Appreciation: Lessons From the Man Who Stopped Grand Canyon Dams — National Geographic

From the National Geographic (Kenneth Brower):

“If you have to get old, get as old as you can get,” Ansel Adams would often say, raising his glass in a toast to this principle. The great outdoorsman Martin Litton, Adams’s friend and colleague in nature photography and environmental activism, certainly followed that advice. Litton, one of the last of the pioneers who shaped the modern environmental movement, died on Sunday at 97.

It was Litton who first understood the damage that a Marble Canyon Dam would inflict on Grand Canyon National Park. It was Litton who uncovered U.S. Forest Service mismanagement of the giant sequoias of California. It was Litton who knew which stands of redwoods would make the best Redwood National Park, for he had scouted them all by foot. When things began to go wrong in Kings Canyon National Park, it was Litton who alerted the rest of us.

He and a handful of others launched the environmental movement as we know it—or at least how we once knew it—as combative and to be reckoned with. “Passionate, original, tempestuous, stubborn, charming, obnoxious, courteous, inappropriate, dogged, fiery, and impossibly effective,” says Barbara Boyle of the Sierra Club, summing up the man. So go the adjectives now bouncing around the country in Litton’s wake, and in the emails of environmentalists who miss him already.

They describe, it strikes me, exactly those qualities that have gone missing from environmentalism itself. Environmental organizations are much bigger and richer than they ever were in Litton’s heyday. They are also less stubborn and passionate. Many are now run by MBAs, with more and more corporate influence on boards. There is much more preoccupation with fund-raising, much more deal-making with the other side, much less fire in the belly.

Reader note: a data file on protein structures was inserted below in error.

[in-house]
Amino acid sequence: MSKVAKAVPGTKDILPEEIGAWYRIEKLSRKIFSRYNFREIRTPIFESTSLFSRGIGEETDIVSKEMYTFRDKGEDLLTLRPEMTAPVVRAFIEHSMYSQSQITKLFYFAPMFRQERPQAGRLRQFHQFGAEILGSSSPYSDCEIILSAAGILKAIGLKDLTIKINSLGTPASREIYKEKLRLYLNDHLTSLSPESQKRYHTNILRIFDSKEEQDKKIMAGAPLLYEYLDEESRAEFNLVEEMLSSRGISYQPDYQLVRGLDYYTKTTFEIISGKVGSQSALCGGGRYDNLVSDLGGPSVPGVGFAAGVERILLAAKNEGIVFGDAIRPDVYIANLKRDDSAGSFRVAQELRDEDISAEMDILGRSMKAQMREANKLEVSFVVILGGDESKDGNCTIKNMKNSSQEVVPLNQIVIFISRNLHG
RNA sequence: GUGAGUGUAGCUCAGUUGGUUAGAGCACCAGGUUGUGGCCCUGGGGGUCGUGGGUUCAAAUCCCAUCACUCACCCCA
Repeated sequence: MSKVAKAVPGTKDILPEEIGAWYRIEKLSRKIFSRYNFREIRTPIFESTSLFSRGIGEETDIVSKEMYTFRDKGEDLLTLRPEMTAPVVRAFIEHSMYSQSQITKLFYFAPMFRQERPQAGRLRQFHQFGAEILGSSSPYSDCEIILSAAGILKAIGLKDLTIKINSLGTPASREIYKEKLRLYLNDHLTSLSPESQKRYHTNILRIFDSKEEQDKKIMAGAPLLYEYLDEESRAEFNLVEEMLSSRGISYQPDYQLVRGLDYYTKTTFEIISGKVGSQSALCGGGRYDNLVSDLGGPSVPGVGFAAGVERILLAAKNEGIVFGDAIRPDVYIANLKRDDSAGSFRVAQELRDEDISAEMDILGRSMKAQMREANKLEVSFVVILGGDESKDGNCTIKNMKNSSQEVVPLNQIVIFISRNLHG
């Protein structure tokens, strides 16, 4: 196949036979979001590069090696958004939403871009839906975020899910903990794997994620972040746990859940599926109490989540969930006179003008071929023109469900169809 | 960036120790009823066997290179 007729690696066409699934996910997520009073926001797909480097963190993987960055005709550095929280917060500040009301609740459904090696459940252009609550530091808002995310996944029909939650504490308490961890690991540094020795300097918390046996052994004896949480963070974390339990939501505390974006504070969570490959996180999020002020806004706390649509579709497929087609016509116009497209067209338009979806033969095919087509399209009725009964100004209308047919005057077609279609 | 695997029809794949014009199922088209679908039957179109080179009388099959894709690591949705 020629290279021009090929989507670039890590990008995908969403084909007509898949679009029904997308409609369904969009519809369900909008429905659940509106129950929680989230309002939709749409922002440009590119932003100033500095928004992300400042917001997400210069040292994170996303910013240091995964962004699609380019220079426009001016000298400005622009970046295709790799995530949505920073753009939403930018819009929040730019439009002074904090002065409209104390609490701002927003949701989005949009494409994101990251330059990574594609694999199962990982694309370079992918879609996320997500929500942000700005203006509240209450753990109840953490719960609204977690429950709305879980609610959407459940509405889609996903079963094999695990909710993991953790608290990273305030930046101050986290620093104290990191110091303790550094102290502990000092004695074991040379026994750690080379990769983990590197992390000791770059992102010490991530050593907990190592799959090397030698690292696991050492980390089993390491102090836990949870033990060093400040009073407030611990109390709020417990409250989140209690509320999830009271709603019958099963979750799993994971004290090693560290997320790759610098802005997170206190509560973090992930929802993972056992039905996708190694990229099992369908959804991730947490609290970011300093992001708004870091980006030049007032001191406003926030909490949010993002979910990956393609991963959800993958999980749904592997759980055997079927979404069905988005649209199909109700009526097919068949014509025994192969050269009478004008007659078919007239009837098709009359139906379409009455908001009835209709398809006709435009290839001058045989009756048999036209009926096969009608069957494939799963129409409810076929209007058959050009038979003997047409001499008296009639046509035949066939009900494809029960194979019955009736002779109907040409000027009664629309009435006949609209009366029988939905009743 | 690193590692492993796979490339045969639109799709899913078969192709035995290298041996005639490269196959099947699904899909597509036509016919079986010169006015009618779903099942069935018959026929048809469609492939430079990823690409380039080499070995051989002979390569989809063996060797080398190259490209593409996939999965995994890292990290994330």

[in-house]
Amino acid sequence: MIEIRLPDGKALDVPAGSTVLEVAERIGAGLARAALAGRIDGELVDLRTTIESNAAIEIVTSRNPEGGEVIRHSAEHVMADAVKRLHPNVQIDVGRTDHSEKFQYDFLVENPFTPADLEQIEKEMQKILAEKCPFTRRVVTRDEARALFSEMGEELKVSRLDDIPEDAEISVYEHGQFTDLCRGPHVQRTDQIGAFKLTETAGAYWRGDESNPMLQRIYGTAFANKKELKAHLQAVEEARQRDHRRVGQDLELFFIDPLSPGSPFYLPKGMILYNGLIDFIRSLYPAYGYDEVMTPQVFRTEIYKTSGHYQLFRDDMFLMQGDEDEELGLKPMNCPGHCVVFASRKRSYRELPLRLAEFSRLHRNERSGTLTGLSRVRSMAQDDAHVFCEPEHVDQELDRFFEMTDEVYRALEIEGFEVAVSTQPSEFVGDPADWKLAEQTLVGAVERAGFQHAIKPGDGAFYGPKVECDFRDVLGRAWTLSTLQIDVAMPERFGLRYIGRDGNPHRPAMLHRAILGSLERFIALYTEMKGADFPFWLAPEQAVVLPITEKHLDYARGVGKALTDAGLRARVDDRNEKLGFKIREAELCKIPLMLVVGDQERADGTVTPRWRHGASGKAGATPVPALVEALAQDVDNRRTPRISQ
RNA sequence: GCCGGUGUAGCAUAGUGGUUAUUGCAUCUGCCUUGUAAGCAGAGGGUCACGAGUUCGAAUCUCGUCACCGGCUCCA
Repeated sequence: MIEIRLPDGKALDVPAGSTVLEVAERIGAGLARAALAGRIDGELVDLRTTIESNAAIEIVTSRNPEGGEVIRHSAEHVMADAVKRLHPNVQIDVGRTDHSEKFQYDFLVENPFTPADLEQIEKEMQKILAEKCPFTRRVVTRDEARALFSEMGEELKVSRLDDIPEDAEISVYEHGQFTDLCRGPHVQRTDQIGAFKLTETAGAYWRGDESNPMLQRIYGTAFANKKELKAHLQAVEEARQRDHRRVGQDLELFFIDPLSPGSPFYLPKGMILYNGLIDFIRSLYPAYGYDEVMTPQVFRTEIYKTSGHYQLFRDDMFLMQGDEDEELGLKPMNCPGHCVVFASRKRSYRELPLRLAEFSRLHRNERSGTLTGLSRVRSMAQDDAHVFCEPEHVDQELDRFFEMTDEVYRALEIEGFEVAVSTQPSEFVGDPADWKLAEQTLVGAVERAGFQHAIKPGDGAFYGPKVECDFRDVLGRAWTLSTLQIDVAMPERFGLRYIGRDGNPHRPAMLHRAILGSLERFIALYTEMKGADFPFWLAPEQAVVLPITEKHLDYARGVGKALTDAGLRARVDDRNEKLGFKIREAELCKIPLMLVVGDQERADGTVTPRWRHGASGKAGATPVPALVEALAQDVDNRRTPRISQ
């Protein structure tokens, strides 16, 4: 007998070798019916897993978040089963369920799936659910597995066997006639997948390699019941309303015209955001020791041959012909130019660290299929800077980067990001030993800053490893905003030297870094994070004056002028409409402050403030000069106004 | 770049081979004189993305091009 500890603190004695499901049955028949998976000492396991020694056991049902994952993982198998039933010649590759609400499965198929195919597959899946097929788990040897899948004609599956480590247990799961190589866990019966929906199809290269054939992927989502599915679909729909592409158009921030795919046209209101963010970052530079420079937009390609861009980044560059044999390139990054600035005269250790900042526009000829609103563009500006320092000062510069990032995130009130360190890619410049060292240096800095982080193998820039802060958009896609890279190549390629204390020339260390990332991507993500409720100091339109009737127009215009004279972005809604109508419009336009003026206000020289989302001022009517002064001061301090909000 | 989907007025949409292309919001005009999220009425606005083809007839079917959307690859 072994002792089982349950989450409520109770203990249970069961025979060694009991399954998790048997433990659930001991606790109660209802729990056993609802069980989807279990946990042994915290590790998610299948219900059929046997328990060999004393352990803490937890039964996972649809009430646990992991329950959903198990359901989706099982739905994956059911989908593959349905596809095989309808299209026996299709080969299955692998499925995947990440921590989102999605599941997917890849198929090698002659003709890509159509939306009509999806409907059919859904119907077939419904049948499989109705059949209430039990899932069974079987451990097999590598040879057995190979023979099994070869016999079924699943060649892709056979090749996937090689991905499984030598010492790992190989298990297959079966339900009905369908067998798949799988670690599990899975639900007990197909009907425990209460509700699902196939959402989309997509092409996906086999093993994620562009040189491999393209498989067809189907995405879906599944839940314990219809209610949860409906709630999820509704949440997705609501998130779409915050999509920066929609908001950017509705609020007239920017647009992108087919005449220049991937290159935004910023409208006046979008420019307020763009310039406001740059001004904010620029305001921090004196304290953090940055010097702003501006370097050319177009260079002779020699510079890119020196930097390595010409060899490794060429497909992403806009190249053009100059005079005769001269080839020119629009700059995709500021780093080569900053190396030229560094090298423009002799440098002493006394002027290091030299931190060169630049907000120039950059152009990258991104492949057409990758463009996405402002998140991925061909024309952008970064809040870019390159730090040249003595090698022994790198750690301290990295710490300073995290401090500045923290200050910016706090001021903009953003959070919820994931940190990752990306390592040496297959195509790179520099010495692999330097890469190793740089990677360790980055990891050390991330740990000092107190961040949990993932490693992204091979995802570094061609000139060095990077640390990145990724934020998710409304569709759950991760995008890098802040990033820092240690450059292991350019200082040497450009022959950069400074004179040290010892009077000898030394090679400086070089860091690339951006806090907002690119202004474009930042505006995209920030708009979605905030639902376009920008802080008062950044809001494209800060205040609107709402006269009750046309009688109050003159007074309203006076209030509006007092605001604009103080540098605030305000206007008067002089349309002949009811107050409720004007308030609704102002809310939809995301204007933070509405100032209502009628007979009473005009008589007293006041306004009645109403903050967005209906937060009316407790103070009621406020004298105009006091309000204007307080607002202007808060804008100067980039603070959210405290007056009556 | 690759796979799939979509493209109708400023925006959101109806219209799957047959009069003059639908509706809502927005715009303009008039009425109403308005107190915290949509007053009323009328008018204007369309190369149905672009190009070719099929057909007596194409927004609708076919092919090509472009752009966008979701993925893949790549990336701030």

Litton’s generation brought us the Wilderness Act, the Endangered Species Act, the Wild and Scenic Rivers Act, the Environmental Protection Act, a great expansion of national parks, and a raft of other good environmental legislation. We could use that sort of explosion again…

Stopping the Dam-Builders

Litton is most famous for his crucial role in some of the first great conservation victories: the defeat of a series of ruinous dams in the Southwest. It was an article Litton wrote as a Los Angeles Times reporter—a story on a pair of dams proposed by the Bureau of Reclamation for Dinosaur National Monument—that started it all.

The dams would have flooded a national preserve and ruined some of the most beautiful desert country we have. The story caught the attention of my father, David Brower, who had just become the first executive director of the Sierra Club, then a small hiking fraternity. He, Litton, and the Sierra Club led a grassroots campaign to kill the two dams proposed for Dinosaur.

It was the first time that American citizens had stopped a big government dam project.

A decade later, the two men led the Sierra Club and other groups in stopping a similar pair of dams in Grand Canyon, which would have flooded a stretch of the Colorado River well into the national park. These victories over the dam-builders catapulted the Sierra Club into prominence, and it quickly became the most powerful conservation organization in the country…

Henry David Thoreau, one of the fathers of environmentalism, spoke of “men with the seeds of life in them.” For the daunting challenges ahead for the ecosystems and landscapes and species of this planet, the environmental movement will need men and women with the seeds of life in them—individuals, visionary, maddening, stubborn, obnoxious, fiery, impolite, fearless people like Martin Litton.

More Colorado River Basin coverage here.

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